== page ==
[THE GRADUATE AS SUCH.]
THE IDEAL GRADUATE.
All this supposes that you realise the position; that you fill up the measure of the opportunities; that you keep in view at once the Professional life, the Citizen life, and the life of Intellectual tastes. The mere professional man, however prosperous, cannot be a power in society, as the Arts’ graduate may become. His leisure occupations are all of a lower stamp. He does not participate in the march of knowledge. He must be aware of his incompetence to judge for himself in the greater questions of our destiny; his part is to be a follower, and not a leader.
It is not, then, the name of graduate that will do all this. It is not a scrape pass; it is not decent mediocrity with a languid interest. It is a fair and even attention throughout, supplemented by auxiliaries to the class work. It is such a hold of the leading subjects, such a mastery of the various alphabets, as will make future references intelligible, and a continuation of the study possible.
Our curriculum is one of the completest in the country, or perhaps anywhere. By the happy thought of the Senatus of Marischal College, in 1753, you have a fundamental class (Natural History) not existing in the other colleges. You have a fair representation of the three great lines of science—the Abstract, the Experimental, and the Classifying. When it is a general education that you are thinking of, every scheme of option is imperfect that does not provide for such three-sided cultivation of our reasoning powers. A larger quantity of one will no more serve for the absence of the rest than a double covering of one part of the body, will enable another part to be left bare.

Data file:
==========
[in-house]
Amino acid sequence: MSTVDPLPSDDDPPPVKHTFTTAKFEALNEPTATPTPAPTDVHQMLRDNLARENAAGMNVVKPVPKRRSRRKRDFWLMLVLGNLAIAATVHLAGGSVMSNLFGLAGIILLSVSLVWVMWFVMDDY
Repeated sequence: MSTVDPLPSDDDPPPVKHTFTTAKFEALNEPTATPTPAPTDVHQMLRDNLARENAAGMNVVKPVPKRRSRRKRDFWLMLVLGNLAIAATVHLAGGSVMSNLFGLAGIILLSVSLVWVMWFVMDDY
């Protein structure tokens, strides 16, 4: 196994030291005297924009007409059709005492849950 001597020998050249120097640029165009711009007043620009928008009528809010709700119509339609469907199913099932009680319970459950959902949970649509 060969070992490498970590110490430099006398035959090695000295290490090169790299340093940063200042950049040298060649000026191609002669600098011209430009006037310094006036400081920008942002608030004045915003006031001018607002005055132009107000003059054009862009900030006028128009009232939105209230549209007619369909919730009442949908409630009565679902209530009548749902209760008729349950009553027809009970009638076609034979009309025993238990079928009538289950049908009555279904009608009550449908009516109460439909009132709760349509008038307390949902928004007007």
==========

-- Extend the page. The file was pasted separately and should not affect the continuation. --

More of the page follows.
Your time in the Arts’ curriculum is not entirely used up by the classes. You can make up for deficiences in the course, when once you have formed your ideal of completeness. For a year, or two after graduating, while still rejoicing in youthful freshness, you can be widening your foundations. The thing then is, to possess a good scheme and to abide by it. Now, making every allowance for the variation of tastes and of circumstances, and looking solely to what is desirable for a citizen and a man, it is impossible to refuse the claims of the department of Historical and Social study. One or two good representative historical periods might be thoroughly mastered in conjunction with the best theoretical compends of Social Philosophy.